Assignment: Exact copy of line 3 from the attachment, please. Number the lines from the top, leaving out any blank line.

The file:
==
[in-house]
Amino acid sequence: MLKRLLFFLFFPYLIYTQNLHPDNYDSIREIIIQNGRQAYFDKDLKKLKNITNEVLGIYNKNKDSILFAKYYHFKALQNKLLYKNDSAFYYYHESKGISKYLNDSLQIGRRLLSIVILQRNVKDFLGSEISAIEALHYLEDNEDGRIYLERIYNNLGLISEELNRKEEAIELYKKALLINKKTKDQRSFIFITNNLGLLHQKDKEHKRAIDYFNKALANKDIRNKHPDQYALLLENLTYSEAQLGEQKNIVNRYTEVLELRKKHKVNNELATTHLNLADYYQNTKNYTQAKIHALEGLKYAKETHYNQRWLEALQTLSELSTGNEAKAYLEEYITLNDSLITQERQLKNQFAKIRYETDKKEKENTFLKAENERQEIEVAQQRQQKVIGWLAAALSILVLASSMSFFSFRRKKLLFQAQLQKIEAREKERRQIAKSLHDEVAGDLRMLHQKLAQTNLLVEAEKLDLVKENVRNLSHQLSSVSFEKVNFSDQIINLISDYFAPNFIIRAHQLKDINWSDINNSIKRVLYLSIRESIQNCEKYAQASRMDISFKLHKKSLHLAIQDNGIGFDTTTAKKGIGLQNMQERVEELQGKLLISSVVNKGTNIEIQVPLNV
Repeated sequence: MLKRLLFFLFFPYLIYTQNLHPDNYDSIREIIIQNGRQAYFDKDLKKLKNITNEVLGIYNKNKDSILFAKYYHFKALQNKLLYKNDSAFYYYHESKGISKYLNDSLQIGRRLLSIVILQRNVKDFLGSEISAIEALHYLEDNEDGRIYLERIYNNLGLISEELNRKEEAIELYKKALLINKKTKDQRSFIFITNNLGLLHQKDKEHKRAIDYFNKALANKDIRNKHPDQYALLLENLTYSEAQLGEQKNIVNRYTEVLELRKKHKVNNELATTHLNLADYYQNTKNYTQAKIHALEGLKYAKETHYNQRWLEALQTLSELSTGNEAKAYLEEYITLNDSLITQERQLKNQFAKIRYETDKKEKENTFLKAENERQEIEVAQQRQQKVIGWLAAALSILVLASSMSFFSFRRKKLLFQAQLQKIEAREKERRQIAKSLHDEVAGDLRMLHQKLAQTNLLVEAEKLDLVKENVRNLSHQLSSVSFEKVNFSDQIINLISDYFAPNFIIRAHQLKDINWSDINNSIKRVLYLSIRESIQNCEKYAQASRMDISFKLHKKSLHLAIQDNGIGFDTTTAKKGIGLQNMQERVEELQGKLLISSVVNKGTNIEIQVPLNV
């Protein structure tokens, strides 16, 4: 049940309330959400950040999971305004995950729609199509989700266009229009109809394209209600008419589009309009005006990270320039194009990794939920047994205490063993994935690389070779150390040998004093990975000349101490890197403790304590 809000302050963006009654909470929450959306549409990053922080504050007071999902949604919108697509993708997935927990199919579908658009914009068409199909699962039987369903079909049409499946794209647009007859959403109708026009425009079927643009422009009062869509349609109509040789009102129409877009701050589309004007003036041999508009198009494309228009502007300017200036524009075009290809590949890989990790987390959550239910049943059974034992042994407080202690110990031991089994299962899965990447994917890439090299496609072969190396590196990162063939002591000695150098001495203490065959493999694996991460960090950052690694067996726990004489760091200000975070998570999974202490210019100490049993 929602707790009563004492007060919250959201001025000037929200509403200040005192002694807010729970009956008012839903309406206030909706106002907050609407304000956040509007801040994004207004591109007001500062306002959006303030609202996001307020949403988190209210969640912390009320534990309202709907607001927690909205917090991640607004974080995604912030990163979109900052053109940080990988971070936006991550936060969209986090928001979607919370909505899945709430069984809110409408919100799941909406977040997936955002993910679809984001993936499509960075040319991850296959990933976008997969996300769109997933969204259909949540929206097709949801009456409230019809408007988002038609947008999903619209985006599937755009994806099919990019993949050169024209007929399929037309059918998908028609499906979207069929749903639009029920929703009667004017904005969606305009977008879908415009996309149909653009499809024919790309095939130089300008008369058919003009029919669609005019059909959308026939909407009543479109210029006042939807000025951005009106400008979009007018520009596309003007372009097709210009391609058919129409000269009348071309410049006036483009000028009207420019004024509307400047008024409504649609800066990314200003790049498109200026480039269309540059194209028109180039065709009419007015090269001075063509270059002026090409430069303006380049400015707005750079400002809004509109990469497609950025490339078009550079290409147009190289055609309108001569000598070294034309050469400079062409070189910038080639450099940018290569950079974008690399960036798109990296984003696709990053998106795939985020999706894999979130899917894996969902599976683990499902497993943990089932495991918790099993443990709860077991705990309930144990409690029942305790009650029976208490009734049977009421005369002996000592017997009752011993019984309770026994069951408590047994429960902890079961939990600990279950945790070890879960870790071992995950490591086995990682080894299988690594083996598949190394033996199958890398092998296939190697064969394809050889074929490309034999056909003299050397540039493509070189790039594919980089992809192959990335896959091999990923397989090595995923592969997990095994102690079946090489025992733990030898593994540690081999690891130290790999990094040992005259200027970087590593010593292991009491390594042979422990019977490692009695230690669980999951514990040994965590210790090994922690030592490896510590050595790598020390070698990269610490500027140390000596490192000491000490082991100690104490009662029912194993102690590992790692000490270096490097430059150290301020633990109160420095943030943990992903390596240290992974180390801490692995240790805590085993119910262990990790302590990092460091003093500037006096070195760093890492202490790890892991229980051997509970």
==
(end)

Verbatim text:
Repeated sequence: MLKRLLFFLFFPYLIYTQNLHPDNYDSIREIIIQNGRQAYFDKDLKKLKNITNEVLGIYNKNKDSILFAKYYHFKALQNKLLYKNDSAFYYYHESKGISKYLNDSLQIGRRLLSIVILQRNVKDFLGSEISAIEALHYLEDNEDGRIYLERIYNNLGLISEELNRKEEAIELYKKALLINKKTKDQRSFIFITNNLGLLHQKDKEHKRAIDYFNKALANKDIRNKHPDQYALLLENLTYSEAQLGEQKNIVNRYTEVLELRKKHKVNNELATTHLNLADYYQNTKNYTQAKIHALEGLKYAKETHYNQRWLEALQTLSELSTGNEAKAYLEEYITLNDSLITQERQLKNQFAKIRYETDKKEKENTFLKAENERQEIEVAQQRQQKVIGWLAAALSILVLASSMSFFSFRRKKLLFQAQLQKIEAREKERRQIAKSLHDEVAGDLRMLHQKLAQTNLLVEAEKLDLVKENVRNLSHQLSSVSFEKVNFSDQIINLISDYFAPNFIIRAHQLKDINWSDINNSIKRVLYLSIRESIQNCEKYAQASRMDISFKLHKKSLHLAIQDNGIGFDTTTAKKGIGLQNMQERVEELQGKLLISSVVNKGTNIEIQVPLNV